Storm surveyors find signs of 2 more tornadoes in ETX

NWS cites straight-line winds as cause of damage that claimed a life, impacted a school in Northwest Louisiana

Storm surveyors find signs of 2 more tornadoes in ETX
The National Weather Service says an EF-1 tornado was on the ground in Shelby County, Texas, for 10 minutes early the morning of Jan. 11. Along its six-mile path, it cut through a few neighborhoods on the south side of Center. Scores of trees were uprooted or had their trunks snapped, resulting in roof and structural damage to many homes. The worst example of this, storm damage surveyors said, was just off Highway 7 in the Lakewood subdivision, where someone suffered a minor injury when "a fallen, large pine tree heavily compromised the roof structure of a residence."

PANOLA, SHELBY COUNTIES, Texas (KSLA) — The National Weather Service has confirmed that two more tornadoes, both EF-1s, hit parts of East Texas early Saturday morning.

On Sunday, storm damage survey teams found evidence that a tornado with winds of up to 110 mph touched down at 12:18 a.m. Saturday on a hillside just southwest of Farm-to-Market Road 959 about five miles east-northeast of Tatum in Panola County.

It was on the ground for a minute or less but, while there, “was nonetheless impressive as a majority of the few hundred pine trees in a confined area had their trunks snapped,” the Weather Service office in Shreveport reports.

The tornado tracked northeast off the hill, doing only sporadic tree damage, then crossed FM 959 and inflicted mainly structural roof damage to several residences and outbuildings.

Radar signatures suggest that the tornado lifted quickly after this point. However, the storm damage surveyors could not access areas to the northeast of there to confirm.

“The tornado was definitely at its strongest at the beginning of the path. But again, extremely limited access did not allow confirmation as to whether the actual start might have been farther to the southwest.”

Then there was a tornado that was on the ground for 10 minutes in Shelby County.

This one touched down at 12:39 a.m. just to the west of Highway 7 about two miles southwest of Center.

The tornado, which had an estimated peak wind of 100 mph, ended its six-mile trail of destruction about four miles east-northeast of Center.

In between, it cut through a few neighborhoods on the south side of Center. “So it was fortunate the tornado`s estimated winds mainly remained less than 100 mph through this portion of the path,” the Weather Service reports.

However, scores of trees were uprooted or had their trunks snapped, resulting in roof and structural damage to many homes.

The worst example of this, storm damage surveyors said, was just off Highway 7 in the Lakewood subdivision, where someone suffered a minor injury when “a fallen, large pine tree heavily compromised the roof structure of a residence.”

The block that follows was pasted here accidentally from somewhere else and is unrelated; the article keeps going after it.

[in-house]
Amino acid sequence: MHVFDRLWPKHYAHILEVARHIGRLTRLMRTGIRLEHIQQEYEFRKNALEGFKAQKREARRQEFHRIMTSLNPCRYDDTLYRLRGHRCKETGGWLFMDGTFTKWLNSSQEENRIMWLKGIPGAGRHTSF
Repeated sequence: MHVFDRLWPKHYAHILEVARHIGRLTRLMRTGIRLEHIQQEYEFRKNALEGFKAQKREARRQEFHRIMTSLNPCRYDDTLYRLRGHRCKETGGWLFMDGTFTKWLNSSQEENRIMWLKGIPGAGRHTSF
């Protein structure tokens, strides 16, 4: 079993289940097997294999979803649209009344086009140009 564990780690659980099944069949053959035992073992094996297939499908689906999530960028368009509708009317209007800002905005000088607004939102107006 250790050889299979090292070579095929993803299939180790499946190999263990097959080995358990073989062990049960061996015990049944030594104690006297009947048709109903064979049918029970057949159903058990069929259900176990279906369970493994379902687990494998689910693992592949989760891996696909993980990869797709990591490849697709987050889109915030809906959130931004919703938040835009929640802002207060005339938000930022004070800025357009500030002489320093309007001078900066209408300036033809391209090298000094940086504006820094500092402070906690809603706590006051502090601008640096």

Falling trees also caused significant damage to a handful of residences farther east along Ballard Street, the Weather Service says.

Then falling trees damaged residences in the vicinity of Martin Luther King Jr. Drive, where the roofs of some homes sustained minor structural damage due to the winds.

"On Loop 500 E on the southeast side of the town, there was additional structural damage due mainly to wind, although a few of the compromised structures were likely vacant and already in a heavy state of disrepair before the tornado."

From there, this tornado caused scattered tree and low-end structural damage in more rural areas on the eastern outskirts of Center.

Then on Shelby County Road 3047, the tornado damaged the roofs of a majority of chicken houses and caused some damage to the structures themselves.

“The damage at this point was likely the most impressive concentrated damage of the tornado,” the Weather Service says. “Interestingly, the tornado lifted shortly after doing this point.”

The storm surveyors found evidence of tree damage typically seen with generally weak and fast-moving tornadoes that accomplish most of damage on their southern flanks.

Straight-line winds in Louisiana

Meantime in Northwest Louisiana, the Weather Service cites straight-line winds of up to 105 mph as the cause of damage that claimed one life.

A damage survey confirmed that winds of up to 80 mph caused minor damage to homes and sporadic tree and branch damage in and around Oil City in northern Caddo Parish.

However, one large tree was uprooted, causing a fatality when it fell on a home in Oil City.

The winds were associated with a thunderstorm and caused damage along a 7.5 mile-path starting at 12:44 a.m. Saturday about three miles west-northwest of Oil City. It ended at 12:52 a.m. about four miles east-southeast of Oil City.

Storm surveyors also found evidence of thunderstorm-related wind damage at Benton in neighboring Bossier Parish, the Weather Service reports.

The most significant damage was found at Benton Middle, where the entire metal roof of one of the school’s classroom wings “was completely removed and peeled back.”

The confined area of straight-line winds of up to 105 mph broke or bent a number of business signs and light poles and caused scattered property and tree damage just south of Benton between 1:07 a.m. and 1:11 a.m.

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